Data collector 304 also sends the collected event to an event driver 314, which analyzes the event data, and updates the asset graph if the event introduces changes in the objects, their attributes or their asset relationships. In addition, the event driver propagates the event according to the risk propagation functions associated with the objects in the event, and tracks the effects of the event. An object monitor 320 monitors asset graph 316 for objects that have high object risk levels. The object monitor takes inputs from policy engine 318, and reacts according to the policies to objects whose object risk levels have reached their triggering levels. The object monitor communicates with an alert engine 322 to generate an alert, and a logging engine 324 to log the event. In some embodiments, the object monitor also communicates with mail servers to generate email messages or send pages.
An event may be either a direct event that directly affects specific objects targeted by the event, or a propagated event that affects objects other than the target objects and have been propagated as a result of asset relationships between objects.
Generally, an event may have more than one target object, that is, it may directly affect more than one object. The primarily or directly affected objects or targets of the event may include both the source and the destination of an action associated with the event. For example, the primarily affected objects of a telnet session originated from a workstation to a server include both the workstation and the server. The object risk levels of the targets are then updated based on the event risk level, the objects' time functions, the previous object risk levels, etc. (404).
The asset graph is then updated according to the object risk levels (406). In this embodiment, the object risk levels of the primary targets of the direct event are updated accordingly. If applicable, the event is propagated to related objects that are not directly or primarily affected by the event itself, but whose object risk levels should be adjusted due to the occurrence of the event and their logical association with the object or objects that were the targets of the event. To propagate the event, first it is determined whether the event risk level exceeds a propagation threshold (410). In other words, events that are not deemed risky or serious enough to warrant propagation are suppressed.
If the event risk level does not exceed the threshold, the system cleans up and becomes ready to receive events again (418). If the event risk level does exceed the threshold, the next level of affected objects is then determined (412). Events are then generated for the other affected objects based on the corresponding asset relationships and risk functions (414). Eventually, the events are sent to the other affected objects (416).
220.127.116.11:5672→18.104.22.168:25 risk level=75 type=2345 time=9/1/02-19:22:11,
where 22.214.171.124 is the source, and 126.96.36.199 is the destination. The source and destination of this event are the targets of the event. The event has a canonical risk level of 75 on a scale of 0-100. Type is a reference to an internal list of event types. In this embodiment, type 2345 refers to an SMTP buffer overflow attempt. The system does not have information about the source host initially, as the source host is not part of the current asset graph. A new host object 620 is created to represent the source host and added to the asset graph. Since little else is known about this new object, it is marked as highly suspicious with a risk level of 75. The destination object, on the other hand, is known. The destination maps to mail server 602, which runs an SMTP service on port 25. Thus, the mail server appears vulnerable to the exploit of the incoming event. Based on this information, the system marks the mail server as suspicious, with a risk level of 50.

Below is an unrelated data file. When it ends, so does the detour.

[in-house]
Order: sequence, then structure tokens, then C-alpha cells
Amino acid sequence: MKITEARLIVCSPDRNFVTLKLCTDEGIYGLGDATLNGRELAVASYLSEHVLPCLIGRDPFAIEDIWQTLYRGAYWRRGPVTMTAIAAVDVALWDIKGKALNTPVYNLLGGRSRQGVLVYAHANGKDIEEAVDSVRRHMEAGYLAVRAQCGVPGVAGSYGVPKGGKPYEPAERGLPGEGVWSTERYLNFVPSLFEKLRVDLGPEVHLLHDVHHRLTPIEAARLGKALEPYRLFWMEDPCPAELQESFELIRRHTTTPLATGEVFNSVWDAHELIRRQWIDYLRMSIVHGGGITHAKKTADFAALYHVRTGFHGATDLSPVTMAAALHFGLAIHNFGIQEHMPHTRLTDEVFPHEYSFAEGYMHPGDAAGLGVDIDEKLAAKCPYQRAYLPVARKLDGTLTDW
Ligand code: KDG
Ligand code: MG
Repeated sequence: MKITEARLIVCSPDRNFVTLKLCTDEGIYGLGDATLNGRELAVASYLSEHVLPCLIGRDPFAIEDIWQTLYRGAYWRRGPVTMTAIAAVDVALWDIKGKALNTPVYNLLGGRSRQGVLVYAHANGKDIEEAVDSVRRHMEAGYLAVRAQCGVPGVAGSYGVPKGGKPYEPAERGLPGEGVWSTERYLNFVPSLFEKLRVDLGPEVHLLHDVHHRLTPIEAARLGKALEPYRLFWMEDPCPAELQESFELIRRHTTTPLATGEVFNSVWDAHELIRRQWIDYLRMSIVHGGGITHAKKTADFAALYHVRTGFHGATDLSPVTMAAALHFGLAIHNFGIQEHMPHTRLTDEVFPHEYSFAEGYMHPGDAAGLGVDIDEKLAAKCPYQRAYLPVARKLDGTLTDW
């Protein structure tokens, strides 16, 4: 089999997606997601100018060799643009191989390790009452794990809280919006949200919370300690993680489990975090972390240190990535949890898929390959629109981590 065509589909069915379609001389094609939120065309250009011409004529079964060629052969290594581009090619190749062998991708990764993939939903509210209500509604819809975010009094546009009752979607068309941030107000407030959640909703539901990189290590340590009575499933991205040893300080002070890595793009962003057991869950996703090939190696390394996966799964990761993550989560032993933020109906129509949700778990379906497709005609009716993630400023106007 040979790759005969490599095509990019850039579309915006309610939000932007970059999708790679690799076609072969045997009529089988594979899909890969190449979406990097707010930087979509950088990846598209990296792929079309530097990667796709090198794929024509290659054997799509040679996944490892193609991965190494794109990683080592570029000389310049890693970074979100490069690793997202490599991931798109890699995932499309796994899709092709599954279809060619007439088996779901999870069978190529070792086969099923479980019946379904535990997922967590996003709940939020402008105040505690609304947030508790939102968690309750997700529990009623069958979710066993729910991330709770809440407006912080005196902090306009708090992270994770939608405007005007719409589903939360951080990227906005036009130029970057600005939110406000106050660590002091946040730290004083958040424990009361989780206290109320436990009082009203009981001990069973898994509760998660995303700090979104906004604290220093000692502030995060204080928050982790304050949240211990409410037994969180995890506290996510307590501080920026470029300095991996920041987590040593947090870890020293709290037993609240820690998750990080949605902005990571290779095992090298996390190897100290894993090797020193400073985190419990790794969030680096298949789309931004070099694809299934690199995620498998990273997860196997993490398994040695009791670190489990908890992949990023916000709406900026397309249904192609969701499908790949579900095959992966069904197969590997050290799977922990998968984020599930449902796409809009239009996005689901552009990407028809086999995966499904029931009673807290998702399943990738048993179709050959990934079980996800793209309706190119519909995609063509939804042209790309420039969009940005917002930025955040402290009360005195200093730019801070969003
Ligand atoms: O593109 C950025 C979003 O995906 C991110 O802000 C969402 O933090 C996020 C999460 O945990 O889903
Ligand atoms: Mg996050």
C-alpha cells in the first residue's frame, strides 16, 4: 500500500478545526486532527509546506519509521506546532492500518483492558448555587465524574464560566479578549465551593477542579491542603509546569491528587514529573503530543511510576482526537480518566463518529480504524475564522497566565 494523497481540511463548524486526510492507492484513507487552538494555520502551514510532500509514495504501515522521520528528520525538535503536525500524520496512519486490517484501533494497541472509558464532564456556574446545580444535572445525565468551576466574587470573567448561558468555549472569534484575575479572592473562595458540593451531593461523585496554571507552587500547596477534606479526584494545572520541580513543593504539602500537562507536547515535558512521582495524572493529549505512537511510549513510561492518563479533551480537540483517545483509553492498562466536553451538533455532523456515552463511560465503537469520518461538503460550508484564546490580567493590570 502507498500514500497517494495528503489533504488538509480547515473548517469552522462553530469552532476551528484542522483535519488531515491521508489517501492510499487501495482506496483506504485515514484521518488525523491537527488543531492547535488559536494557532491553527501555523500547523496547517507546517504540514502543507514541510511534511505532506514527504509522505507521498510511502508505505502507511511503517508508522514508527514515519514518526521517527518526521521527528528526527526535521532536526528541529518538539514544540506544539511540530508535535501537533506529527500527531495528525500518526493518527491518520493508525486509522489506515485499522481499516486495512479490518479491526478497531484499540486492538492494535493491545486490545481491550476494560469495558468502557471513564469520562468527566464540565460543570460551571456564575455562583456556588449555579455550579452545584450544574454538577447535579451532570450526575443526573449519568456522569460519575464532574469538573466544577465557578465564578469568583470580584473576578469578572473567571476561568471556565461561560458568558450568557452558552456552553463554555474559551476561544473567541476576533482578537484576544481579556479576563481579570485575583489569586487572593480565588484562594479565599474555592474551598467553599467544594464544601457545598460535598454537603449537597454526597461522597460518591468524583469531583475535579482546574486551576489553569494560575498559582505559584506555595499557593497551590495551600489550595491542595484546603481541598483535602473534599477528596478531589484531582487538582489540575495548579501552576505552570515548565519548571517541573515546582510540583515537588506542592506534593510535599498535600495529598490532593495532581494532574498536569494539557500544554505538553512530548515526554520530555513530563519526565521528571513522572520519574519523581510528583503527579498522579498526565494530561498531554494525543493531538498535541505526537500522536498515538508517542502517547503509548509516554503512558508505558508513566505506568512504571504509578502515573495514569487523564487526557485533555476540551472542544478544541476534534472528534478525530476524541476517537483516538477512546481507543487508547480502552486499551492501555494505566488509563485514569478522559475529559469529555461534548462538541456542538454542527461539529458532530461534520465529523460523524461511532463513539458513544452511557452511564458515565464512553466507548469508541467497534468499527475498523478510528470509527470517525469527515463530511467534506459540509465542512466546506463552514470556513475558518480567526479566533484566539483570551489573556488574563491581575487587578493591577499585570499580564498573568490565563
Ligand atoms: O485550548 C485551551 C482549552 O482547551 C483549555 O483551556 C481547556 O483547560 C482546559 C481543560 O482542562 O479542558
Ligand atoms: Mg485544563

In the example shown above, once mail server 602 triggers the alert, an analysis trail is produced detailing the events leading up to the alert and their effects. The system presents the data to the security administrators using text, graphics, sounds, or a combination thereof. The analysis trail can be produced independent of the risk levels. The analysis trail includes information used for tracing of event effects such as propagation and time. In some embodiments, the analysis trail is used for reconstructing a chain of events that has previously occurred, or a chain of events that leads to an intrusion or causes an object to become highly vulnerable.
A method and system of analyzing security risk in a computer network has been disclosed. Risk level based on event type and time is used to assess the risk of objects in the network. By using techniques that employ asset relationships and asset graphs, events are better traced and presented. As a result, the amount of time and resource needed in risk management is reduced.
Although the foregoing embodiments have been described in some detail for purposes of clarity of understanding, the invention is not limited to the details provided. There are many alternative ways of implementing the invention. The disclosed embodiments are illustrative and not restrictive.
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|U.S. Classification||726/25, 713/165, 713/151, 709/224, 726/23, 713/166, 713/167|
|International Classification||H04L29/06, G06F11/00|
|Cooperative Classification||H04L63/14, H04L63/02|